Friday, May 18, 2007

Why Yes I Did Go To Japan, I Have The Jet Lag To Show For It.

And all these crazy photos.
We were in Japan for a wedding and we're so thrilled to have a Japanese wing to our family. I can't imagine anyone more welcoming and eager to show us a good time. I can't wait for the in-laws to come to San Francisco and show them around. The visit to Japan to their hometown really cemented us as a family and I hope to see them again soon.

So on to the photos:

So here's me at the Shizutani School.

After visiting the school, we went back to the in-laws for a phenomenal Japanese feast. It was such an honor to get to have such a meal in a Japanese home. It made us feel so welcome!

The house had a tatami mat dining room. A shrine is also kept in the room. There was something like 20 people in there!

Here's a photo of the food, platters like this were up and down the table. I've never seen so much sushi! And the grandma made special rice balls, with beans that are only made for special occasions.

My favorite Japanese tradition is how people pour drinks. You are never supposed to pour your own beverage. You pour other people drinks and then they pour one for you. It's a very social tradition. People come and visit you from the other end of the table to pour you a drink. It is warm and festive.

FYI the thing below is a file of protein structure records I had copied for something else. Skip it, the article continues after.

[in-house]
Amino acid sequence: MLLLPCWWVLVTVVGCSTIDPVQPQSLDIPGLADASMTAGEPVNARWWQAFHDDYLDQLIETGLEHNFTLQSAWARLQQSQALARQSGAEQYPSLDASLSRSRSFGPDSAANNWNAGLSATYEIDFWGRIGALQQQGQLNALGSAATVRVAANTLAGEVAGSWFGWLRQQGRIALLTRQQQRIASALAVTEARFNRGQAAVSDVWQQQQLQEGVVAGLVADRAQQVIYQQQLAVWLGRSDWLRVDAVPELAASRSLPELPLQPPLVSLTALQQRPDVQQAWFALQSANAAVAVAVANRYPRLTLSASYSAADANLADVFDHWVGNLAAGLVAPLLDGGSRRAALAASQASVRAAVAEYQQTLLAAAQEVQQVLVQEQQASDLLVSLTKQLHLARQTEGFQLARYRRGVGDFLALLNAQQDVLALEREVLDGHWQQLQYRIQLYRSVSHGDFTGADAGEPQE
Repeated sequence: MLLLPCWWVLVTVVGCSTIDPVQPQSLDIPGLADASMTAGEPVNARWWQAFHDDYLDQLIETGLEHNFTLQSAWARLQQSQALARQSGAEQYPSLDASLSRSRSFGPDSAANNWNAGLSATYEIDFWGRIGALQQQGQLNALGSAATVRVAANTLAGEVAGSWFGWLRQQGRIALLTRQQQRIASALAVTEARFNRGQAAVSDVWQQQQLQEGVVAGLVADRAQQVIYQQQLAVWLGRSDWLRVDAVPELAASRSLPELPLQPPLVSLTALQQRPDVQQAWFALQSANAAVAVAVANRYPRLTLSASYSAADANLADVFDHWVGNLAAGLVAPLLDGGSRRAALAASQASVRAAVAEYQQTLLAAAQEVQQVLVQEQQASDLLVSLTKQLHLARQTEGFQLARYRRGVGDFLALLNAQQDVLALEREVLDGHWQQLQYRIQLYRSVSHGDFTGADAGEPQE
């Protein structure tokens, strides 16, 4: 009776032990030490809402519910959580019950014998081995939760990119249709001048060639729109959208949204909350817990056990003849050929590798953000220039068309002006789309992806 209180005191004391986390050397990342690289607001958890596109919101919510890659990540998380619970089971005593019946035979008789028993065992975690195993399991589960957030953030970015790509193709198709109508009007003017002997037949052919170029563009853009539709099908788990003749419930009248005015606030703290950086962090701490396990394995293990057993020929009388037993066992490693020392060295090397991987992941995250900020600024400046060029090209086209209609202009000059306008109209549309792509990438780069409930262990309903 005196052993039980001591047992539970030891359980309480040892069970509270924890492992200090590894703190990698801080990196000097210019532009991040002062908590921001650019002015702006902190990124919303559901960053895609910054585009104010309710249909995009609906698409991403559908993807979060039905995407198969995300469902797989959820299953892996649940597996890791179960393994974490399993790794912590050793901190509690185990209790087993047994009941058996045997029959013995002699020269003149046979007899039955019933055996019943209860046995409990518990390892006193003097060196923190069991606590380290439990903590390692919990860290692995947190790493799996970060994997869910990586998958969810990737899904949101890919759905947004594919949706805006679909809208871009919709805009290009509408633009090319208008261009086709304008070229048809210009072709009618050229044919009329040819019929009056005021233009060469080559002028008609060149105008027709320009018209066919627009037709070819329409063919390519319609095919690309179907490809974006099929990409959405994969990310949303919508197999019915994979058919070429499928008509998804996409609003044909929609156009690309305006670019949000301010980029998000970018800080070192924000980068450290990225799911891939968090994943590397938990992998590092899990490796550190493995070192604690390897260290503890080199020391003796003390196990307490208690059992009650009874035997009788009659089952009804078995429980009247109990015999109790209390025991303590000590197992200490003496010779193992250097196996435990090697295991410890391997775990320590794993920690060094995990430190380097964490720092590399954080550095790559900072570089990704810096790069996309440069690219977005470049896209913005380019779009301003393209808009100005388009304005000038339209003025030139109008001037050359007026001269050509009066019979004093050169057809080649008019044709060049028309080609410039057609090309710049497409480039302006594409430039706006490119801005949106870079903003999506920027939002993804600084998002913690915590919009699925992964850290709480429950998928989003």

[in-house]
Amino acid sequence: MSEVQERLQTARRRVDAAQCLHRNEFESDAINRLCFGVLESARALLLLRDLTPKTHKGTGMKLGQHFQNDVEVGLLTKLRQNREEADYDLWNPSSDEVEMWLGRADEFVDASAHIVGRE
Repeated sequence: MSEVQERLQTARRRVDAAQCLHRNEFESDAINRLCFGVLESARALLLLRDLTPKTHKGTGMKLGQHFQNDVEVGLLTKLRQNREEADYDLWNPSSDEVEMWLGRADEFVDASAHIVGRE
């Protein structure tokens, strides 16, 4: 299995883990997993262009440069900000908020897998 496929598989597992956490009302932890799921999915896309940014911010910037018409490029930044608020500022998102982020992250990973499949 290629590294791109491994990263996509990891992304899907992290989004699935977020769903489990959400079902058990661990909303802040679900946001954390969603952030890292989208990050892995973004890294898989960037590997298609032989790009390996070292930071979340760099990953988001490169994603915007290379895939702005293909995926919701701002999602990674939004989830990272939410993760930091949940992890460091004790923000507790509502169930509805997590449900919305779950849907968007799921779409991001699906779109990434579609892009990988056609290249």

My sister in law Erina to the right and her mother on the left and sister in the middle. Such a beautiful family!

These are my brothers with Erina's grandparents and great Auntie. So cute!!!

Me with my cousin Sharon, I think you can see the family resemblence!

That's my brother Victor on the right and Sharon's husband Brandon on the left. Victor would like you to know that Brandon smells.

Just in case you forgot we were there for a wedding, and here's a preview of the photos:

Here's our knitting content for the day: I made that lacy shruggy thing from the Lace Style book, with Goddess Carmen, 100% cotton. It was yummy to work with and was perfect for the wedding, though I didn't know that it was preferable to wear conservative black. I understand why. In American culture, you don't wear white to compete with the bride. You don't wear black because it's a bit funeral-y. But in Japan you don't wear color because the bride wears such a colorful kimono that you don't want to compete, not that my dress in any way could compete with such a beautiful kimono, but wearing more sublte tones makes the bride stand out even more. You know, FYI incase you ever attend a Japanese wedding.

more photos to come!


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